1037. Hepatitis C Virus (HCV) In Young Suburban Heroin Users In New Jersey; Part Of The Second Wave Of Hepatitis C
Session: Poster Abstract Session: Hepatitis Viruses
Friday, October 9, 2015
Room: Poster Hall
Posters
  • HCV Princeton House final.pdf (399.2 kB)
  • Background:

    Young suburban heroin users have been described as the second wave of HCV in several US regions.  NJ was not part of those initial reports. Princeton house (PH) is a psychiatric facility in suburban NJ with an active opioid detoxification program that recently instituted regular screening for HCV. We report our findings documenting a very high incidence of HCV and a surprising absence of HIV.  We also report our experience in completing the HCV treatment cascade.

    Methods:

    Patients admitted to PH were encouraged to be screened for HCV. Patients with positive HCV results were evaluated to assess the presence or absence of infection, the genotype (GT), co-infections if any, and readiness for treatment.  

    Results:

    From October 1, 2014 until March 31, 2015, 381 unique patients were tested for HCV. Of these, 173 (45%) patients were identified as HCV antibody positive, 1 was HBsAG positive, and 0 were HIV antibody positive. Ethnicities were 157 white, 7 black, 3 Hispanic, 2 other and 4 unknown.  Clinical assessments were performed on 155 patients (90% of identified patients); 73 patients were women and 82 were men.   Viral load testing was obtained in 131 patients (76% of identified patients).   23 patients were undetectable (UD) and 5 were < 1000 IU/ml.  Genotypes were obtained in 64 patients with measurable virus (59%) (1a, 70%; 1b, 5%; 2, 3%; 3, 19% % and Mixed, 3% (Table 1)).  The age distribution was skewed to < 30 years, with a mean of 34 and median of 30.6  (Figure 1) . Linkage to care was difficult. Of the first 155 patients, 9 (6%) patients returned for treatment and 3 of those are currently receiving treatment.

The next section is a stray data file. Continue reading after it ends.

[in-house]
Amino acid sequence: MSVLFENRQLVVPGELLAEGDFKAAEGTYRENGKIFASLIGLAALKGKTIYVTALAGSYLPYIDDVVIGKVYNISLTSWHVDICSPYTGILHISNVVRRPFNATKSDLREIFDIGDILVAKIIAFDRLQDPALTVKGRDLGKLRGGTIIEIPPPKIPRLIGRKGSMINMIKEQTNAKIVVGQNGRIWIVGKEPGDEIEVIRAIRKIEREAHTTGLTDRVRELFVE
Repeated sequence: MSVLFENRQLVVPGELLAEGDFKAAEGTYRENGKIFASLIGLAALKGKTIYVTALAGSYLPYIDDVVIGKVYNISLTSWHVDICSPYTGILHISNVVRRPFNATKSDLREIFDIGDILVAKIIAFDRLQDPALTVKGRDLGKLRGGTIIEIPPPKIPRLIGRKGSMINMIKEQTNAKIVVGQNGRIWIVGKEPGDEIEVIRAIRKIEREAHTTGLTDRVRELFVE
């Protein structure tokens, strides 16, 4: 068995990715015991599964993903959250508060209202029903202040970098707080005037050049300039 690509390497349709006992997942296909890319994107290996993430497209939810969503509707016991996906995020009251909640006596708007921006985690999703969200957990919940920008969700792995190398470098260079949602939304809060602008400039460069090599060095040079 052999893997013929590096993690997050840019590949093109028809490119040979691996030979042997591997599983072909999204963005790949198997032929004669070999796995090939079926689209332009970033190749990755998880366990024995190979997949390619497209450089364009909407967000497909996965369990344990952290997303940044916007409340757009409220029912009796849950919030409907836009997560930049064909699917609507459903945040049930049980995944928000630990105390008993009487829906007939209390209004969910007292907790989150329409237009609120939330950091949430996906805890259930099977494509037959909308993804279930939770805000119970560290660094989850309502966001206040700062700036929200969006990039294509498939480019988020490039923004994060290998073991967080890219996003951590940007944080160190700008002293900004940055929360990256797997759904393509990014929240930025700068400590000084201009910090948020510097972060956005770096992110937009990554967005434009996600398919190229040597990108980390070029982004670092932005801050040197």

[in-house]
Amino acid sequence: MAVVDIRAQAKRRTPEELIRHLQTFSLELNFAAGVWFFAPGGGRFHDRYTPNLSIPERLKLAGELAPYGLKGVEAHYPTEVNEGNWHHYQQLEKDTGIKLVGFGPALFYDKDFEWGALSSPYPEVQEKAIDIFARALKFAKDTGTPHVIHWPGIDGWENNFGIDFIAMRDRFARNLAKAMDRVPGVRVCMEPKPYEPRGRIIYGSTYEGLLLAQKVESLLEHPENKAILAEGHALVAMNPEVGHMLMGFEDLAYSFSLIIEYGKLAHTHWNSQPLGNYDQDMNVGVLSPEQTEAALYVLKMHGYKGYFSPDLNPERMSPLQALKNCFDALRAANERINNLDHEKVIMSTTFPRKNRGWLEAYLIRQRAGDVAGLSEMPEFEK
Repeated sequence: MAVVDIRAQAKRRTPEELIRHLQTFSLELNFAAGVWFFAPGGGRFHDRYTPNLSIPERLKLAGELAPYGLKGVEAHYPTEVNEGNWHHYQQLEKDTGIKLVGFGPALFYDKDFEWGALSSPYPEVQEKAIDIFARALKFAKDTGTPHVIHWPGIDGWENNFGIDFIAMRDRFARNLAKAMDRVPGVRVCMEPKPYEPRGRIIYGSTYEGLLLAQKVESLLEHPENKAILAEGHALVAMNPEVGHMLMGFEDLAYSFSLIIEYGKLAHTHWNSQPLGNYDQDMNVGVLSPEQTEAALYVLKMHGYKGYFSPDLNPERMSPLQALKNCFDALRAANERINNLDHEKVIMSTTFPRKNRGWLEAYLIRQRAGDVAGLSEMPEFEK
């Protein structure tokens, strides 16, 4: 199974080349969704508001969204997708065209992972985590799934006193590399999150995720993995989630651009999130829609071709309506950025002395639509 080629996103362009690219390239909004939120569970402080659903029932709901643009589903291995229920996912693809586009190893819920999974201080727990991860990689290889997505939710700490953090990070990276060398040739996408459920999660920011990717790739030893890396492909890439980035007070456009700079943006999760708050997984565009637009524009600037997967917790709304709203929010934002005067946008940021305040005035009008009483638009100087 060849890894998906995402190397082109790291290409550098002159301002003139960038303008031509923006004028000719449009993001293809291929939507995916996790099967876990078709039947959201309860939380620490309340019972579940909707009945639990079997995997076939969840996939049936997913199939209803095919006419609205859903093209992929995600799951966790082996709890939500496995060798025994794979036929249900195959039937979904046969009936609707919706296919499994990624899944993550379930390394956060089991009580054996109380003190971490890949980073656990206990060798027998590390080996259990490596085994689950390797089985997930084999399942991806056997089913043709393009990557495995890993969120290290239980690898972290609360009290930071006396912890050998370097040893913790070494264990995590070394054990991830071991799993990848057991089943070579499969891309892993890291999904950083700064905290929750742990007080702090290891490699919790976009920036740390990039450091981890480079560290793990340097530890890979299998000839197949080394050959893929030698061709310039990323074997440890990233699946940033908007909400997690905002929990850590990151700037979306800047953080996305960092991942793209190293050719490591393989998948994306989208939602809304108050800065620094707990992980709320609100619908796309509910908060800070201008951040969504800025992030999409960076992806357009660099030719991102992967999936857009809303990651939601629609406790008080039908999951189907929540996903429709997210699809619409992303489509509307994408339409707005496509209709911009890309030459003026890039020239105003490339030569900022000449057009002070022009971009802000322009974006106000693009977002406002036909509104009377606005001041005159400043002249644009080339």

Conclusion:

    NJ is participating in the second wave of HCV and GT 3 is disproportionately represented in this population for reasons that are unclear. Also remarkable is the complete absence of HIV in a population with a high percentage of IV drug users in a state with a high prevalence of HIV. The recent description of rapid spread of HIV in young heroin users in Indiana increases concern for the establishment of HIV in this network as well.  Finally, the treatment cascade for HCV in this group of patients has been difficult to complete. Additional resources to help with care navigation will likely improve this result.

    Ronald Nahass, MD, FIDSA, FSHEA, Infectious Diseases, Rutgers University - Robert Wood Johnson Medical School, New Brunswick, NJ; ID Care, Inc., Hillsborough, NJ, Kathleen Seneca, MSN, APN, ID Care, Hillsborough, NJ, Serra Akyar, MPH, ID CARE, Hillsborough, NJ, Neal Schofield, MD, FAPA, Psychiatry, University Medical Center at Princeton Plainsboro, Plainsboro, NJ and Mark Schwartz, MD, FAAFP, FASAM, University Medical Center at Princeton Plainsboro, Plainsboro, NJ

    Disclosures:

    R. Nahass, None

    K. Seneca, None

    S. Akyar, None

    N. Schofield, None

    M. Schwartz, None

    See more of: Hepatitis Viruses
    See more of: Poster Abstract Session

    Findings in the abstracts are embargoed until 12:01 a.m. PDT, Wednesday Oct. 7th with the exception of research findings presented at the IDWeek press conferences.